They Say




Feb. 2, 2010

BOSTON (MA) -- The winningest coach in Hawaii history, Riley Wallace, has been named chairman of the Postseason Tournament (CIT) selection committee.

“I am very pleased to be working with,” said Wallace. “I think speak for countless coaches when I say that has been a major asset to the game of college basketball. This tournament was created to give deserving teams, which would otherwise be overlooked, a chance to compete for a postseason championship. “

The Postseason Tournament is a single-elimination men’s Division I college basketball tournament. The CIT consists of five rounds, with all five rounds being played at on-campus sites. Those sites will be determined through a seeding process.

Old Dominion defeated Bradley to win the inaugural tournament last year, which included teams from 11 different conferences. Among the
highlights of the tournament was a 75-foot buzzer beater, believed to be the longest game winning shot in Division I postseason history.

“Last year’s tournament was a major success,” said Wallace. “Bradley’s 75-footer that beat Oakland will be the lasting moment, but there were a lot of highlights. The goal now is to make the 2010 tournament even better and we have already taken some steps in that direction.”

One such step came last September with the announcement that the Great West Conference would
receive an automatic bid to the CIT. The winner of the conference tournament final, which will be played on March 13, will be the first official entrant to the 2010 CIT.

The seven basketball playing league members of the Great West that will be vying for the bid are Chicago State, Houston Baptist, Texas Pan-American, North Dakota, South Dakota, Utah Valley and the New Jersey Institute of Technology (NJIT).

“Giving the Great West an automatic is a great opportunity for the players, coaches and fans for the programs in that conference,” said Wallace. “They are now afforded the same opportunity as teams from other small conferences. They can participate in postseason play.”

Wallace will oversee the entire selection process, which includes an expanded committee of former coaches and administrators. Former DePaul head coach Jerry Wainwright, former UCLA head coach Jim Harrick and former Southern University head coach Ben Jobe are among the new additions to the 17-member selection committee. The process will culminate with the announcement of the 16-team field on Sunday March 14, which will follow the announcement of the 32-team field selected to participate in the National Invitational Tournament (NIT).

“The Postseason Tournament is a really good thing for college basketball,” said Wallace. “As a former coach I understand that the NIT selection committee has a difficult task in that they have a limited number of invitations they can extend. With so many deserving teams, the CIT provides the opportunity for 16 teams to continue their seasons. I am excited about the future of this tournament.”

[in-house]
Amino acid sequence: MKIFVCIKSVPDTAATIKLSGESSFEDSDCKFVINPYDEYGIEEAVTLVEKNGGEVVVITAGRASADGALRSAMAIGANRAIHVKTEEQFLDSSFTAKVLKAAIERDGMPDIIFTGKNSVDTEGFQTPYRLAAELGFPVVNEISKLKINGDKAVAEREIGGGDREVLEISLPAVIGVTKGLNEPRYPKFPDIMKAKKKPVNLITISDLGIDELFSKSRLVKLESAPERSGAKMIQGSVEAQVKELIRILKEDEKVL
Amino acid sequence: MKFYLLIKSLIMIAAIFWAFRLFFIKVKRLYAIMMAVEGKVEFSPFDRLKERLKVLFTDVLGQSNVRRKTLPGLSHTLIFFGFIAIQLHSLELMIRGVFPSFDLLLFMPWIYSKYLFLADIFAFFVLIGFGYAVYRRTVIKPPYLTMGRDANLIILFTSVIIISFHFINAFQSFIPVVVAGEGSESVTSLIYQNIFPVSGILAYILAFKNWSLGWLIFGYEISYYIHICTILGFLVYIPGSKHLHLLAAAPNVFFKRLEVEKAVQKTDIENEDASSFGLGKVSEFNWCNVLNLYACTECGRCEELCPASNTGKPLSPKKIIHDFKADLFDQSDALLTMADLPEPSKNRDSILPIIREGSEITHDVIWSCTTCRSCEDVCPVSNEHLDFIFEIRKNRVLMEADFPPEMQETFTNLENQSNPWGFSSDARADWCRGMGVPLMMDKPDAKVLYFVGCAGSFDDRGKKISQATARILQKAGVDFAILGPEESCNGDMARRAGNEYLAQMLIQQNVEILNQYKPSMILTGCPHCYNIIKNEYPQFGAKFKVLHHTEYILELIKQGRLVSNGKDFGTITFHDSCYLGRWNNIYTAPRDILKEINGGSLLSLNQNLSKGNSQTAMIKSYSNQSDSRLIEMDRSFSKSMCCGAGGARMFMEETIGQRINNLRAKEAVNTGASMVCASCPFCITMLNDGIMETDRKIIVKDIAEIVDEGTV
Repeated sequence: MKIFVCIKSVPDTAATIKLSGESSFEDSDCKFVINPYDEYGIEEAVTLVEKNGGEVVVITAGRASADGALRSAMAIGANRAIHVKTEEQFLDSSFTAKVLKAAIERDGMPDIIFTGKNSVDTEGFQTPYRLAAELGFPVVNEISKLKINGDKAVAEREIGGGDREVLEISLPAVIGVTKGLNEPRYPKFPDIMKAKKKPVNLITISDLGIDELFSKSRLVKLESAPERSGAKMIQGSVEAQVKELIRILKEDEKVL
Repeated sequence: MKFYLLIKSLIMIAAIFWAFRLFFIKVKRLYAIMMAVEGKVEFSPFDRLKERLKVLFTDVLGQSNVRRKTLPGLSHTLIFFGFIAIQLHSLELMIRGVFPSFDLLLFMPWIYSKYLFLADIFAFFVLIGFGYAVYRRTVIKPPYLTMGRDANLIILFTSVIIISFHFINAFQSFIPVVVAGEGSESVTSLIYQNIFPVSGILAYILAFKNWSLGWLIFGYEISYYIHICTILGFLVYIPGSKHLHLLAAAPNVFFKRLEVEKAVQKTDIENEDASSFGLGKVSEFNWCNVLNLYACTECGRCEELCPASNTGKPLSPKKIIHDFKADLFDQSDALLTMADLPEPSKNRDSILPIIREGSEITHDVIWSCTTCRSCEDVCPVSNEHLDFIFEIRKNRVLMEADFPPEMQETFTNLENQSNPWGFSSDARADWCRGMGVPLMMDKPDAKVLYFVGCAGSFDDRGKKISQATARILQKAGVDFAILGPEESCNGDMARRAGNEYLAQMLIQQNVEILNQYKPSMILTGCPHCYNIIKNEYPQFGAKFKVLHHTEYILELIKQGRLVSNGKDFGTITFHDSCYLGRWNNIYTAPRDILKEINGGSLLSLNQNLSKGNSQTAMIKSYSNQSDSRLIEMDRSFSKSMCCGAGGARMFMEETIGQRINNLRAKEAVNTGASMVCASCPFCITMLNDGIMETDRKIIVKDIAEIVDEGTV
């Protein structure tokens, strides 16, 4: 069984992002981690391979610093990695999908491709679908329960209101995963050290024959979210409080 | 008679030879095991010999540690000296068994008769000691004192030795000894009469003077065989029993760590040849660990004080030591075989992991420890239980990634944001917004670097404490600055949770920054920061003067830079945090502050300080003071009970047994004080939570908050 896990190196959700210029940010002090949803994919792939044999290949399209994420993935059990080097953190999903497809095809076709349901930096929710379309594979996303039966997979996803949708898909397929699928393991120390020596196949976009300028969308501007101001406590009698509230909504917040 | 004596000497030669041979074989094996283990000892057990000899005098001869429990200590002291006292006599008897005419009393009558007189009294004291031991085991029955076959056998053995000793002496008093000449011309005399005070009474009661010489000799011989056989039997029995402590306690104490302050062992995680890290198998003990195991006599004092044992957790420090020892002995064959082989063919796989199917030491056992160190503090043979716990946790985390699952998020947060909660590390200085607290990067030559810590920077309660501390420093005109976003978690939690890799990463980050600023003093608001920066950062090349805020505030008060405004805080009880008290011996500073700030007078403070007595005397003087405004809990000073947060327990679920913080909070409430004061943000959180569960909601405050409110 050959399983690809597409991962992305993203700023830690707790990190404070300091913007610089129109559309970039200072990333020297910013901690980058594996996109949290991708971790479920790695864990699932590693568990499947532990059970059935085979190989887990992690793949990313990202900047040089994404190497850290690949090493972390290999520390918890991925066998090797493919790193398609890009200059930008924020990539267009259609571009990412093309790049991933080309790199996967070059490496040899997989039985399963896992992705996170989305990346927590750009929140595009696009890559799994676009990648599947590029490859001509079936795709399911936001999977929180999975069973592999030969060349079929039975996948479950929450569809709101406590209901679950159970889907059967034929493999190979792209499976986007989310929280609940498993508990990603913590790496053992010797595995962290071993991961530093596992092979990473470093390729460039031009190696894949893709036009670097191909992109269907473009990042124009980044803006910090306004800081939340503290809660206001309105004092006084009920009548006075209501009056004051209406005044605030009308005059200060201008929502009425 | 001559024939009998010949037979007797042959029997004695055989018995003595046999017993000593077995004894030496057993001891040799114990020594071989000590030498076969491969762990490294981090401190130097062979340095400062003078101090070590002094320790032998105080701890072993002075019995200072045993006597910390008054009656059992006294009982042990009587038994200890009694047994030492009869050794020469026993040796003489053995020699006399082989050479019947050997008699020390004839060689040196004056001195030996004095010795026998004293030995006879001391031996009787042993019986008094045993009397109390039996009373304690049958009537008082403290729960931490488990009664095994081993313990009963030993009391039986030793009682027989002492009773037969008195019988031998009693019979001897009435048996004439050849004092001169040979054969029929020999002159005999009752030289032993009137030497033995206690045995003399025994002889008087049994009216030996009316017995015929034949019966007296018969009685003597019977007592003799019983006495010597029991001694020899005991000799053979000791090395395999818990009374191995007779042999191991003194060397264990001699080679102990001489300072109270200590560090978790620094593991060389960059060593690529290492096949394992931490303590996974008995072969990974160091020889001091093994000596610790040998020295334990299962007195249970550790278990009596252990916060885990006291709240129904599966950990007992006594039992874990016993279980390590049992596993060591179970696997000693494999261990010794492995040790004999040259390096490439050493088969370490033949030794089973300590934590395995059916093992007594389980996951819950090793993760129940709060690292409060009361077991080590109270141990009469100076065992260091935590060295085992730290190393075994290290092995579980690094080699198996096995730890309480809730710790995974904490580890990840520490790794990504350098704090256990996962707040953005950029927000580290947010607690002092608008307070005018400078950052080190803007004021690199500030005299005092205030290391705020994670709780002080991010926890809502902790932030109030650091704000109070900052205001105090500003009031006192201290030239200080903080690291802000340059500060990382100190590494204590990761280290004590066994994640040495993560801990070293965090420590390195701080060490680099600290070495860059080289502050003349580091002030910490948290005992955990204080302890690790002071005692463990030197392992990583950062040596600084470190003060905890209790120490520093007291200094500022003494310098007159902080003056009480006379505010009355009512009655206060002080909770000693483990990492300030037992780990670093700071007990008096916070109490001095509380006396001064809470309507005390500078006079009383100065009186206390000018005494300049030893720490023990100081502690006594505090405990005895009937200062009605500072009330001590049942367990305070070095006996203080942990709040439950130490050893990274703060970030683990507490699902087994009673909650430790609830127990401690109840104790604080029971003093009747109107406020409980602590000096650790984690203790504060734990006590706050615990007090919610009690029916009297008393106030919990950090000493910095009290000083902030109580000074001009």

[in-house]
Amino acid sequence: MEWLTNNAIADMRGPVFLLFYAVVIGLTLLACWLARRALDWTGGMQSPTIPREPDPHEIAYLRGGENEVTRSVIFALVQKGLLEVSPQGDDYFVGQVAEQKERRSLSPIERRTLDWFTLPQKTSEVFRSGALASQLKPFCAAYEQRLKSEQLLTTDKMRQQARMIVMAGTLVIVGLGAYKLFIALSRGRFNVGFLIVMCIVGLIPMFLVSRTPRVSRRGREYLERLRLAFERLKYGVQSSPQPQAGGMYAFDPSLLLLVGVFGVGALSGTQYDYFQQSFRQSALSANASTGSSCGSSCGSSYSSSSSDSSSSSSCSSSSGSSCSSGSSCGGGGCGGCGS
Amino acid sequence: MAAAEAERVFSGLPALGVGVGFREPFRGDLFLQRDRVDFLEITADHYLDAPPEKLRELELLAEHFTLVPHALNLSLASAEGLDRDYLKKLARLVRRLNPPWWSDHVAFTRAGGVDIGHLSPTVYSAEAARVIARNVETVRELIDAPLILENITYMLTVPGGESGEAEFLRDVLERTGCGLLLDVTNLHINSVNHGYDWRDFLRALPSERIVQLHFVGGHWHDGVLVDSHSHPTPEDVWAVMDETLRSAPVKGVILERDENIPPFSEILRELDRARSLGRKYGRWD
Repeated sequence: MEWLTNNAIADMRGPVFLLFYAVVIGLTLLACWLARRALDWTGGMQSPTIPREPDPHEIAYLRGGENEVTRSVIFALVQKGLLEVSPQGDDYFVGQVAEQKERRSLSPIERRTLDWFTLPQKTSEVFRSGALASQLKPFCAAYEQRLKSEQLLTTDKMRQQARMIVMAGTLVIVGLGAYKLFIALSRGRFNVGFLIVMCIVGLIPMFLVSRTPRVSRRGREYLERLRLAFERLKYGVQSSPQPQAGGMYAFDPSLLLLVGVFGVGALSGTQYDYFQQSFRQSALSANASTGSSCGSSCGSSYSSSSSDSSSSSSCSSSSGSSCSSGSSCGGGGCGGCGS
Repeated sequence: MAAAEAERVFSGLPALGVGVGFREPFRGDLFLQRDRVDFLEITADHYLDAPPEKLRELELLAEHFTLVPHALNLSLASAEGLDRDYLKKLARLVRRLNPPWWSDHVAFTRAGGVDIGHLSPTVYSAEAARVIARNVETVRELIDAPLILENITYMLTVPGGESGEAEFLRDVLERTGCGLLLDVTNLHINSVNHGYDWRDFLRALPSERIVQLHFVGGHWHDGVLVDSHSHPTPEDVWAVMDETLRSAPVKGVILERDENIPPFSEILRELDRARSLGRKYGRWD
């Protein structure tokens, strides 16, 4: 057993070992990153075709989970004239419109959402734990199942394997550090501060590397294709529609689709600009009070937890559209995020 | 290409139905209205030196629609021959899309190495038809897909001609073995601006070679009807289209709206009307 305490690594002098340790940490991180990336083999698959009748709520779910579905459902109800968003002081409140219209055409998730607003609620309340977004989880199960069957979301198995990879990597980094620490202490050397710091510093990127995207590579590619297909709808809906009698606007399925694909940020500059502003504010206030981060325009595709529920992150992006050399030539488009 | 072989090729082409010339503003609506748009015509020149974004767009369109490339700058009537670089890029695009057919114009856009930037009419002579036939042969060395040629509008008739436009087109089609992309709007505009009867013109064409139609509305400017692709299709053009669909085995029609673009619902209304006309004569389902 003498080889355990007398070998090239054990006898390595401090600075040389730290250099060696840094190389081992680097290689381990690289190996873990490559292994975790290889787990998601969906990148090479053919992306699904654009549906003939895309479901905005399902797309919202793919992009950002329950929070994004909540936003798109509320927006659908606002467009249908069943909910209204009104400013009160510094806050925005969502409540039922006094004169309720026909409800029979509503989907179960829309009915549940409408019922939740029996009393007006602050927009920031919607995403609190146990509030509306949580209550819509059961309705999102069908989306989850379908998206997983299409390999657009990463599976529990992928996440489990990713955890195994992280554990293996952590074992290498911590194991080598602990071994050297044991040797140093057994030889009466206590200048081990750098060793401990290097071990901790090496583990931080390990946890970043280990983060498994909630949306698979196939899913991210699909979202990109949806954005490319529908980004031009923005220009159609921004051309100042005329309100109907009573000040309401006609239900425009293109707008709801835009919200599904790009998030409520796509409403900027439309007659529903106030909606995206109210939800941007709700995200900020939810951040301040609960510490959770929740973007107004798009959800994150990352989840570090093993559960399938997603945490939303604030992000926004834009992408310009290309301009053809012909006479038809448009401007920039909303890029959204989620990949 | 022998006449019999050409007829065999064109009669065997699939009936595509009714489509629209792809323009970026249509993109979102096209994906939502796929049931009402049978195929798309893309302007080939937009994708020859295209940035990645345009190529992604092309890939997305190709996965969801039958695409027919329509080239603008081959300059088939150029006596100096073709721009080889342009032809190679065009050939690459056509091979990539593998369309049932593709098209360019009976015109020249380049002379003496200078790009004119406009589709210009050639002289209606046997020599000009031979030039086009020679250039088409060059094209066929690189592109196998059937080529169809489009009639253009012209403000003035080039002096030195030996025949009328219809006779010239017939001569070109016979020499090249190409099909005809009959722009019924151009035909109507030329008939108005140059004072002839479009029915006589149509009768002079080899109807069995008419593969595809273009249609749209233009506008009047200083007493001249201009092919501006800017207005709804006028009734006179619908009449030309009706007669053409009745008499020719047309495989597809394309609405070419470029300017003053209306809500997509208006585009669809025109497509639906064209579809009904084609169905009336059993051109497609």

Wallace spent most of his 20 seasons as a head coach at the University of Hawaii, winning a school-best 334 games. During his tenure the Rainbow Warriors advanced to the postseason nine times (3 NCAA tournaments, 6 NIT appearances). Prior to his arrival, the program had just one NCAA appearance and two trips to the NIT in its’ history., which has been in existence since 1996, has established seven prestigious awards since its inception. The Ben Jobe Award, Hugh Durham Award, Jim Phelan Award, Lefty Driesell, Lou Henson, Lute Olson and Skip Prosser Award are presented annually at the Final Four.


Riley Wallace (Former head coach, University of Hawaii)
Wallace put Hawaii on the college basketball map. Under his guidance, the Rainbow Warriors went to the NCAA Tournament three times. Nine of the school's 12 postseason appearances came during Wallace's tenure, which included a school-record streak of four from 2001-2004.

Alvin Brooks, Sr. (Former assistant coach, University of Kentucky)
Brooks has 27 years of college coaching experience and has been affiliated with 17 postseason tournament teams as a coach and player. He has tutored 17 players who went on to play in the NBA.

Lefty Driesell (Former head coach, University of Maryland)
Driesell finished his coaching career with an impressive record of 786-394. He took four programs (Davidson, Georgia State, James Madison and Maryland) to the NCAA Tournament and is the only coach in history to win 100 games at four different schools. He is known as the inventor of Midnight Madness and was named the conference coach of the year in four different conferences.

Hugh Durham (Former head coach, University of Georgia, Jacksonville University)